This paper describes my interest in the artist’s multiple and the thesis body of work created in the exploration of them. I was especially interested in the relationship of individual components I could combine to form a singular object and how the resulting object had the ability to change through various methods of production and presentation. Also, in contrast to the idea that multiples are exact copies of each other I was interested in exploring the idea of the multiple being seen as an individual object.
My interest in history and collecting unique objects from the past have heavily influenced the development of this work. Often, those objects at one time had a utilitarian function, but now because a certain amount of time has passed the objects have taken on the role of artifact. They have become a precious object that can no longer be used for the purpose they were created. This is a quality that I find fascinating. As an artist I find myself collecting these objects at an astounding level. This obsession with collecting has a direct connection with my current interest in multiples.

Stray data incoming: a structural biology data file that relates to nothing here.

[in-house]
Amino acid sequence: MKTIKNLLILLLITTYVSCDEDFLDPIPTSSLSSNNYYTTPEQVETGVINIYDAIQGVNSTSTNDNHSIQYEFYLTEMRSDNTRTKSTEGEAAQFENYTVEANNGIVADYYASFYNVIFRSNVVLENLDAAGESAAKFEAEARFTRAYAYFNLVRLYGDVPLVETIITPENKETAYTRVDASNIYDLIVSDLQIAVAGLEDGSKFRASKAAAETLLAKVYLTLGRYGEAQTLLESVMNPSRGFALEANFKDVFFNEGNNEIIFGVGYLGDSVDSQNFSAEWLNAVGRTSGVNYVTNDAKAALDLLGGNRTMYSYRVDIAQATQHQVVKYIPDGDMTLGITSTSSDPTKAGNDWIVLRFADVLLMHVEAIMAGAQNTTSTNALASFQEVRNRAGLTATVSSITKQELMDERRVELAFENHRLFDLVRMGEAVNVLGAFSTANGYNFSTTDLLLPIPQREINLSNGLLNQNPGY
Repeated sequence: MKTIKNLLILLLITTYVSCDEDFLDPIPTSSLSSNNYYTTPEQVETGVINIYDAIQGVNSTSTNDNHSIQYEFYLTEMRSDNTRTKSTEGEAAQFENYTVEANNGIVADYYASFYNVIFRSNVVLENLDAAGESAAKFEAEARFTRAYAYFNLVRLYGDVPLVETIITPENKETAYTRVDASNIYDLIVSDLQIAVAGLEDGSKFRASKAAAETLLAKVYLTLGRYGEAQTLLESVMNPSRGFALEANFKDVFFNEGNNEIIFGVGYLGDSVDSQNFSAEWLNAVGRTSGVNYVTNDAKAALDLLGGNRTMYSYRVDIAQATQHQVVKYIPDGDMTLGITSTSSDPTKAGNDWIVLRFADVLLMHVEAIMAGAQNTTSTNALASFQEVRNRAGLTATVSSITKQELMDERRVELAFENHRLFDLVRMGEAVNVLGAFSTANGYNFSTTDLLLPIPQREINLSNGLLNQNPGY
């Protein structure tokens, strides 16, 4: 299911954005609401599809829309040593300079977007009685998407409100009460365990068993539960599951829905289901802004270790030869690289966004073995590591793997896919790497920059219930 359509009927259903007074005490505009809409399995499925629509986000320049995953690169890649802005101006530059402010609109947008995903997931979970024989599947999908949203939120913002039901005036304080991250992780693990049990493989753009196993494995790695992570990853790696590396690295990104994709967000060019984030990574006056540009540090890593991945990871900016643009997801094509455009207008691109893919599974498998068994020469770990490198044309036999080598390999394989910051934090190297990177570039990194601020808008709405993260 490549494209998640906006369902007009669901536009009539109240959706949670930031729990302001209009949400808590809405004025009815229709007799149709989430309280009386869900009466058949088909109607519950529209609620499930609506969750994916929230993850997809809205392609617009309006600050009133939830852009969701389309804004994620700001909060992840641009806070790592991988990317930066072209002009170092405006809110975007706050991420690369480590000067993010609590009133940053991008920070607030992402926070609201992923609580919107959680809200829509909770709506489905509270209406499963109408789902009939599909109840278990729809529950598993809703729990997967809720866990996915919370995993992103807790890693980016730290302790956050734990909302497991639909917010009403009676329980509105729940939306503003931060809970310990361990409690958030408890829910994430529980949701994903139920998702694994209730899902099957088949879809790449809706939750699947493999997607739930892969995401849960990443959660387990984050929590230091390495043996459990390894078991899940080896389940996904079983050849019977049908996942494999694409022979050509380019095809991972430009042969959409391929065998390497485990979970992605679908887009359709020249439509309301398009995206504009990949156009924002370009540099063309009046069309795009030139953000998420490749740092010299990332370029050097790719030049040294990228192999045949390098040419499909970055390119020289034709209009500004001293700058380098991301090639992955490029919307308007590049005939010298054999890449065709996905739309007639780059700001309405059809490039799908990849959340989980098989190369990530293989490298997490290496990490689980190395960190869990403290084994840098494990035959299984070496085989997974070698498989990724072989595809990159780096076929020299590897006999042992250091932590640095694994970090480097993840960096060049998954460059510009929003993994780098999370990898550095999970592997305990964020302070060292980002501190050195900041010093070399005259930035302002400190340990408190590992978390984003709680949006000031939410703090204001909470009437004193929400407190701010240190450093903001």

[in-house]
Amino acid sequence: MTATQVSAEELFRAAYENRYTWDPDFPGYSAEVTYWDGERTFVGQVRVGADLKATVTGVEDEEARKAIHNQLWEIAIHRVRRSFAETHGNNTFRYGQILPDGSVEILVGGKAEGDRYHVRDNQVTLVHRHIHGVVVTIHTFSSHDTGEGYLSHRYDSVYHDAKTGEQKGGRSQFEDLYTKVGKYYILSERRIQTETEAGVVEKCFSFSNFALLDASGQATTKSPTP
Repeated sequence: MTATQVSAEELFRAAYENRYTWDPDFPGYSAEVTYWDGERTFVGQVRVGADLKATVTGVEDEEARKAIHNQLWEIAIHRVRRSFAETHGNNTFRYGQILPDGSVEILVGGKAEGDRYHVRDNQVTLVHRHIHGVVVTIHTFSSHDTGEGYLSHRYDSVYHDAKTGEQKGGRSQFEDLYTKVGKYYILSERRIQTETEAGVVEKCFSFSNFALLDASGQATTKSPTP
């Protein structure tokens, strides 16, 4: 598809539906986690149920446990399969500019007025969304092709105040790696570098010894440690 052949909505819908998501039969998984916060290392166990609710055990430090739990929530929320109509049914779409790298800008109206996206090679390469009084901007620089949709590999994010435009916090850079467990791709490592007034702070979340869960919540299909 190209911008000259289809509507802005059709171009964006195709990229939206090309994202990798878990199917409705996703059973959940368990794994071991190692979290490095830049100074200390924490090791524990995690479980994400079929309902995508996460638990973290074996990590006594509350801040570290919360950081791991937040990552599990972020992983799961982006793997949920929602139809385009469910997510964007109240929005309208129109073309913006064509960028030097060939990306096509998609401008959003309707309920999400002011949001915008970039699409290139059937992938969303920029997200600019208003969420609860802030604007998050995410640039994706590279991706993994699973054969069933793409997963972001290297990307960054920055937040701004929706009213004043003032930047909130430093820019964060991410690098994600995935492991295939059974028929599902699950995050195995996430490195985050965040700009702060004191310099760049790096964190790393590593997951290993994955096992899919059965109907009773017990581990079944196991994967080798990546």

The inspiration for this work came from many areas which include, but are not limited to the work of other artists, architects, graphic designers and specific periods of time when a certain visual aesthetic was highly valued, such as art nouveau, art deco, the arts and crafts movement, futurism, fluxus and modernism.
Library of Congress Subject Headings
Metal scupture; Multiple art
Fine Arts Studio (MFA)
Department, Program, or Center
School of Art (CIAS)
Tighe, William Thomas, "Multiple Collections" (2015). Thesis. Rochester Institute of Technology. Accessed from
RIT – Main Campus